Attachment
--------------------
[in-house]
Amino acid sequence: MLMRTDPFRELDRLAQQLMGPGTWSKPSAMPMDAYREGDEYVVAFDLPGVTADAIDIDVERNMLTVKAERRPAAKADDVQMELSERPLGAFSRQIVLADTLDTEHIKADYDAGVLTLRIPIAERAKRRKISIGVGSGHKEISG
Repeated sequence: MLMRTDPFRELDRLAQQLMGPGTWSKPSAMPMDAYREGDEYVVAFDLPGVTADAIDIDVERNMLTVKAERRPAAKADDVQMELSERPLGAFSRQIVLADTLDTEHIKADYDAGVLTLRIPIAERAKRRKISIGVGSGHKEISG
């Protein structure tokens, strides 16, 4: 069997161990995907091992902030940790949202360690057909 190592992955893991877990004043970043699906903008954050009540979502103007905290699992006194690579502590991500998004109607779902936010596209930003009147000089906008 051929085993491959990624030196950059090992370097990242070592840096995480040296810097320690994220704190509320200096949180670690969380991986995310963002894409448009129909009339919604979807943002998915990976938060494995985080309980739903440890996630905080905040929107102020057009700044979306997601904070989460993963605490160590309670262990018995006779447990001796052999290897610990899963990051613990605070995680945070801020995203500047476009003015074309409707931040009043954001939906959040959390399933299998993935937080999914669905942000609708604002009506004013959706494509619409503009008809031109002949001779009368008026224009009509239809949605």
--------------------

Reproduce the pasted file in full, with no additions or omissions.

[in-house]
Amino acid sequence: MLMRTDPFRELDRLAQQLMGPGTWSKPSAMPMDAYREGDEYVVAFDLPGVTADAIDIDVERNMLTVKAERRPAAKADDVQMELSERPLGAFSRQIVLADTLDTEHIKADYDAGVLTLRIPIAERAKRRKISIGVGSGHKEISG
Repeated sequence: MLMRTDPFRELDRLAQQLMGPGTWSKPSAMPMDAYREGDEYVVAFDLPGVTADAIDIDVERNMLTVKAERRPAAKADDVQMELSERPLGAFSRQIVLADTLDTEHIKADYDAGVLTLRIPIAERAKRRKISIGVGSGHKEISG
């Protein structure tokens, strides 16, 4: 069997161990995907091992902030940790949202360690057909 190592992955893991877990004043970043699906903008954050009540979502103007905290699992006194690579502590991500998004109607779902936010596209930003009147000089906008 051929085993491959990624030196950059090992370097990242070592840096995480040296810097320690994220704190509320200096949180670690969380991986995310963002894409448009129909009339919604979807943002998915990976938060494995985080309980739903440890996630905080905040929107102020057009700044979306997601904070989460993963605490160590309670262990018995006779447990001796052999290897610990899963990051613990605070995680945070801020995203500047476009003015074309409707931040009043954001939906959040959390399933299998993935937080999914669905942000609708604002009506004013959706494509619409503009008809031109002949001779009368008026224009009509239809949605």